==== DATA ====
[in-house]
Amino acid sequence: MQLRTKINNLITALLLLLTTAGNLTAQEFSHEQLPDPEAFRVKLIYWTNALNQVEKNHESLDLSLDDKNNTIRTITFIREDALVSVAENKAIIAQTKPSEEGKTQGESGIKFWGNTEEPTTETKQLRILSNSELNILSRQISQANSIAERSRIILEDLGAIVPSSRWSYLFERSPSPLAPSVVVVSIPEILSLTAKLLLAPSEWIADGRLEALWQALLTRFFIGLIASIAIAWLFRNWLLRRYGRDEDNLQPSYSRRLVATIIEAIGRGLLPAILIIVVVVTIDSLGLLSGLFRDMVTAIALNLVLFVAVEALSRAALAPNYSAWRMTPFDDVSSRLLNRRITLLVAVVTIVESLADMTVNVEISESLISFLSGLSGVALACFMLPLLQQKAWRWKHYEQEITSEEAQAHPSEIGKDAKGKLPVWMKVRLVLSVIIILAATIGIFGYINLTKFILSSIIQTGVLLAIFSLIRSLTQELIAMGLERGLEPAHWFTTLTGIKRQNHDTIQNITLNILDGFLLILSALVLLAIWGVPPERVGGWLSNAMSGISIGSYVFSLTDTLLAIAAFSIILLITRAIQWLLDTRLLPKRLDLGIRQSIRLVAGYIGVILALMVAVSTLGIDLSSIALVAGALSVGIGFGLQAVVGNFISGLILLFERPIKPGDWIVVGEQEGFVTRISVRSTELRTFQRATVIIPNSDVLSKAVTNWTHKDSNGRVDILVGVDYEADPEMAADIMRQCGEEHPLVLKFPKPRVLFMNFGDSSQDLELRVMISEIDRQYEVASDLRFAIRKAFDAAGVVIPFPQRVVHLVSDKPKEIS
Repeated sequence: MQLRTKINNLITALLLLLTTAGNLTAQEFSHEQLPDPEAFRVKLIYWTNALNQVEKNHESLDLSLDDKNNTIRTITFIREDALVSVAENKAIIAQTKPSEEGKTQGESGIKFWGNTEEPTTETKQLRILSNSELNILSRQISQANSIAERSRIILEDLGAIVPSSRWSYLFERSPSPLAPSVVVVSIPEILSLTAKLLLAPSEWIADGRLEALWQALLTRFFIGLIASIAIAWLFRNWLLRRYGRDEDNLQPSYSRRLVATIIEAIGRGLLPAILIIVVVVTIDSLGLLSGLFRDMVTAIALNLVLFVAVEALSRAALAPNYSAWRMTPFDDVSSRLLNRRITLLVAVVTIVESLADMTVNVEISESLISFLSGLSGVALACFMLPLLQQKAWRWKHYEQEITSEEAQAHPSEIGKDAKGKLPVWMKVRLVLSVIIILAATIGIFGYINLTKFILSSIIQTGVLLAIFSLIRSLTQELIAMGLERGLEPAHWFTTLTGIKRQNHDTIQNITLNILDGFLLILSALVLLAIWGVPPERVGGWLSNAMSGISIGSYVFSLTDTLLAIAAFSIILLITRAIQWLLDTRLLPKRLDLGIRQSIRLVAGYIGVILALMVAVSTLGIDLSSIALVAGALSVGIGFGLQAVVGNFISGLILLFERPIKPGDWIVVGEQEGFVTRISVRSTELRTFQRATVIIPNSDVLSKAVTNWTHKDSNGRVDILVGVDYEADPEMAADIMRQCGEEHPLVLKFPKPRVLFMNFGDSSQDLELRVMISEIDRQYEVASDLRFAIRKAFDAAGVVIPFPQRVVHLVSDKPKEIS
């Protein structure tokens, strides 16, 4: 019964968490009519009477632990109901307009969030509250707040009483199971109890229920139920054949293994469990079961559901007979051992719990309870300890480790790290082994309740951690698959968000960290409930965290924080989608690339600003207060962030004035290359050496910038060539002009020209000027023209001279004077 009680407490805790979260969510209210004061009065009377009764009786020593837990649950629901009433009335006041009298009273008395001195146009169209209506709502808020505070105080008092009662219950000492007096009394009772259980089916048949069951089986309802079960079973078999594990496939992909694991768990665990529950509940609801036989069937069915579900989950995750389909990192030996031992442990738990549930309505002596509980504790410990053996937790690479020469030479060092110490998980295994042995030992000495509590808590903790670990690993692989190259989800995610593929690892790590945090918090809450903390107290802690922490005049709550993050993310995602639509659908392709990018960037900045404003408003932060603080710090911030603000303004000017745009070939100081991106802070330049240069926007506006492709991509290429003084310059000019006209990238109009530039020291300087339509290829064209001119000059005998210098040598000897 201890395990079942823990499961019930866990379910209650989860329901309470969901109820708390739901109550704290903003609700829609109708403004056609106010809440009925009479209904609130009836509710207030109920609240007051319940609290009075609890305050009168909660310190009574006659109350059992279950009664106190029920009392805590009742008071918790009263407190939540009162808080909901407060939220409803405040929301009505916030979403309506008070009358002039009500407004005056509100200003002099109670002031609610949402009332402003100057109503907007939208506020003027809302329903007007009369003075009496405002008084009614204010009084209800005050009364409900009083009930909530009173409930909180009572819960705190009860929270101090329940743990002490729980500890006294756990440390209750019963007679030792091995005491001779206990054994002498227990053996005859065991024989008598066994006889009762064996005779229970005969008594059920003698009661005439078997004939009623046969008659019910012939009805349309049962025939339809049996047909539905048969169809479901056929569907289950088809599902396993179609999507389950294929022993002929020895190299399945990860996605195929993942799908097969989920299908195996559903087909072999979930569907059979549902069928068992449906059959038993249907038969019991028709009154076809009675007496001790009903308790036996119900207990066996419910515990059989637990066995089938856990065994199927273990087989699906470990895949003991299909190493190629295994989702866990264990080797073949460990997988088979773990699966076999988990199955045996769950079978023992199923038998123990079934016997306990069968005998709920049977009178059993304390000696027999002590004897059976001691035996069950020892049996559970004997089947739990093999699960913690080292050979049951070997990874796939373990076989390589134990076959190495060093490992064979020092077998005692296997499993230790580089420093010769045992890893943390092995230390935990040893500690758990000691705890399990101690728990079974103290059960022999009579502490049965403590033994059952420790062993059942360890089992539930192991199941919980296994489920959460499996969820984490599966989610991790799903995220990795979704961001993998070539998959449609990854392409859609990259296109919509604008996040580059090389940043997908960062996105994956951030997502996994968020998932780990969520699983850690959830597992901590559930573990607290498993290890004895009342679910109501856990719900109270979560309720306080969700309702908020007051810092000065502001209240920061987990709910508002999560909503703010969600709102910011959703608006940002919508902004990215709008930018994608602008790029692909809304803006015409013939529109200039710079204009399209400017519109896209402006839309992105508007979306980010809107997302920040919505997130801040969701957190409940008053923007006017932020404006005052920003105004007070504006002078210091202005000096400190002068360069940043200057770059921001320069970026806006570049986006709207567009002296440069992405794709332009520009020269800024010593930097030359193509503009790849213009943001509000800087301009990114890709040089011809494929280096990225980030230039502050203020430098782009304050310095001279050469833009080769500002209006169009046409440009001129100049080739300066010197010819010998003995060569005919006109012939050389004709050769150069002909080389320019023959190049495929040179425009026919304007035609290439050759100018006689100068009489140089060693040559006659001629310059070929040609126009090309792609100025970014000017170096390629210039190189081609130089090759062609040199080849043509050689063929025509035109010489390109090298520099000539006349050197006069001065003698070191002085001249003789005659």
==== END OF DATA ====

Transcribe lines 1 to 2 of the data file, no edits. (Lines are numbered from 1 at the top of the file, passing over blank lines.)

[in-house]
Amino acid sequence: MQLRTKINNLITALLLLLTTAGNLTAQEFSHEQLPDPEAFRVKLIYWTNALNQVEKNHESLDLSLDDKNNTIRTITFIREDALVSVAENKAIIAQTKPSEEGKTQGESGIKFWGNTEEPTTETKQLRILSNSELNILSRQISQANSIAERSRIILEDLGAIVPSSRWSYLFERSPSPLAPSVVVVSIPEILSLTAKLLLAPSEWIADGRLEALWQALLTRFFIGLIASIAIAWLFRNWLLRRYGRDEDNLQPSYSRRLVATIIEAIGRGLLPAILIIVVVVTIDSLGLLSGLFRDMVTAIALNLVLFVAVEALSRAALAPNYSAWRMTPFDDVSSRLLNRRITLLVAVVTIVESLADMTVNVEISESLISFLSGLSGVALACFMLPLLQQKAWRWKHYEQEITSEEAQAHPSEIGKDAKGKLPVWMKVRLVLSVIIILAATIGIFGYINLTKFILSSIIQTGVLLAIFSLIRSLTQELIAMGLERGLEPAHWFTTLTGIKRQNHDTIQNITLNILDGFLLILSALVLLAIWGVPPERVGGWLSNAMSGISIGSYVFSLTDTLLAIAAFSIILLITRAIQWLLDTRLLPKRLDLGIRQSIRLVAGYIGVILALMVAVSTLGIDLSSIALVAGALSVGIGFGLQAVVGNFISGLILLFERPIKPGDWIVVGEQEGFVTRISVRSTELRTFQRATVIIPNSDVLSKAVTNWTHKDSNGRVDILVGVDYEADPEMAADIMRQCGEEHPLVLKFPKPRVLFMNFGDSSQDLELRVMISEIDRQYEVASDLRFAIRKAFDAAGVVIPFPQRVVHLVSDKPKEIS